An Insider’s Guide To Venice Beach
A haven where the classic 90s spirit of California lives on.
Bronzed bodies pumping iron in the midday sun, rollerbladers gliding along the boardwalk in bikinis and shorts, eccentric street performers vying for attention, and flamboyant stall holders selling few things you need and everything you don’t; Venice Beach is a haven where the classic 90s spirit of California lives on, and Australian travellers just can’t get enough.
Just 30 minutes drive from Los Angeles International Airport (LAX), Venice Beach is a hip, artistic neighbourhood where fab foodie hangouts and stylish boutiques sit side-by-side with eclectic art galleries, colourful tattoo parlours, and medicinal marijuana retailers.
Sam Trude, an Australian restauranteur who made his home in the U.S. eight years ago, believes much of Venice’s Aussie appeal lies in its similarity to Australia.
“Venice has a very beachy, laid back, and creative vibe – similar to that of where I grew up in Sydney,” he says.
Together with business partner Sam Cooper, Trude saw an opening for an all-day eatery with a well-rounded menu, a contrast to the local trend for specialised cuisine. A few blocks from the beach, the duo opened Great White in September 2017 – and it’s become an instant hit.
“We didn’t want it to be an ‘Aussie café’ per se, which can be limiting and conjure up some kitsch themes, but there is definitely some obvious influence there from our background. Locals love it. It’s new and something that was previously not provided for here.”
“The all-day nature is most definitely Australian, with the focus on great quality coffee and the no frills, laid back, casual ‘sandy feet welcome’ attitude, but all based around great produce and a well-rounded menu that is produce driven.”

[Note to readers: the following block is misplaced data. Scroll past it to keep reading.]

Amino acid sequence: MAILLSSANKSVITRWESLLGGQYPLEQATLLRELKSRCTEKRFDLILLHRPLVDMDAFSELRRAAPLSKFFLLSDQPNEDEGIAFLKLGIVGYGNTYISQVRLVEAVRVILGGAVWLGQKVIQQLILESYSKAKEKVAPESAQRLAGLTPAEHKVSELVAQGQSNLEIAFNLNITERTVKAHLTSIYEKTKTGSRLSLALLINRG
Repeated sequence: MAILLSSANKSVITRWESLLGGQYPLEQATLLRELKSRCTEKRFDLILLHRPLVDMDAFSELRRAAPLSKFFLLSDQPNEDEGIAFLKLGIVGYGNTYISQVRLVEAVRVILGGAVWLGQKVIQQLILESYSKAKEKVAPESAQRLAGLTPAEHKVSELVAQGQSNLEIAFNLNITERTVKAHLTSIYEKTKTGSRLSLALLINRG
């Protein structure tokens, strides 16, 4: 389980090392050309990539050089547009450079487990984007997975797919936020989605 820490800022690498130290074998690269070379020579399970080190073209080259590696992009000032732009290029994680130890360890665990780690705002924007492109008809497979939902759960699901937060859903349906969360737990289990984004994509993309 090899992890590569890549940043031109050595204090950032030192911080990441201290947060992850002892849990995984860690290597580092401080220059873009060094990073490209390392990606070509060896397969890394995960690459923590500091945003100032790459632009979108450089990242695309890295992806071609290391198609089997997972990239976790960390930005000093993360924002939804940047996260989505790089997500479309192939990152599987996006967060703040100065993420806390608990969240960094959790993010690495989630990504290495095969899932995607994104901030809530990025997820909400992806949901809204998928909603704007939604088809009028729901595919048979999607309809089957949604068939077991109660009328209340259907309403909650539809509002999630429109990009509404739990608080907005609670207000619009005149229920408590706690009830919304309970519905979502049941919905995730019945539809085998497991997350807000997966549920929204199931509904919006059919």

“Some of our favourite dishes are definitely the Corn Fritters with avocado salsa and poached egg (add halloumi for a little extra bonus) and our burger available with the ‘full stack’ that is egg, bacon, avocado and beetroot.”
Trude says two of his favourite local venues include Gjusta, a café and bakery just a few blocks from the beachfront; and The Butchers Daughter, which is a plant-based restaurant, cafe, juice bar and self-proclaimed “vegetable slaughterhouse”.
Beyond the dining scene, Trude says Venice has plenty to see and do.
One of his must-do activities is renting a ‘Bird’ electric scooter and experiencing the magic of the Venice beach boardwalk, the area’s star attraction. Stretching for around two and a half kilometres, this scenic pathway is crowded at any time of the day or night, resulting in plenty of opportunities for people watching. Unlocked via an app and rented on a per minute basis, Bird scooters can be found in handy locations along the boardwalk.
The beachfront boardwalk, with its hundreds of colourful market stalls, ubiquitous live street entertainers, energetic skate park and beachfront gym, is an essential port of call for any first-time visitor, yet the vibrant street art scene and canals – part of a failed idea to create a ‘Venice of America’ more than 100 years ago – offer more repeat delights.
Throughout Venice, local and international artists have transformed the streets into their gallery; a bold, imaginative feast of creativity and design. Set just back from the boardwalk near Hotel Erwin, the two-storey mural of Jim Morrison is one of the most easily discovered. The key is to get out and explore; you never know where a hidden mural might be.
If shopping is more your thing, Trude says Abbot Kinney Boulevard needs to be on your radar. Called ‘the coolest block in America’ by GQ, this stylish thoroughfare is home to some of the city’s best boutiques, art galleries, cocktail bars, and restaurants.
A local success story on Abbot Kinney, TOMS is a conscious shoe-maker, café and juice bar created in Venice with the goal of providing shoes to children in need. Since opening, they have donated more than 60 million new pairs of shoes to children through its ‘One for One’ program.
If it’s the classic Venice Beach experience you seek, Hotel Erwin needs to be on your radar. Set overlooking the beachfront promenade, this classic hotel has been the window into the wonderfully weird world of Venice for five decades. After a day exploring, the rooftop bar and lounge ‘High’ is the ultimate place to relax over a few sunset drinks.
Venice is a seaside resort which, at first glance, is easy to dismiss as having as much depth as the canals scattered throughout it. Yet, when you go beyond the well-worn tourist trail, the real Venice – a quirky, colourful, inspiring and inviting artistic hub – soon reveals itself.
Published 28 February, 2018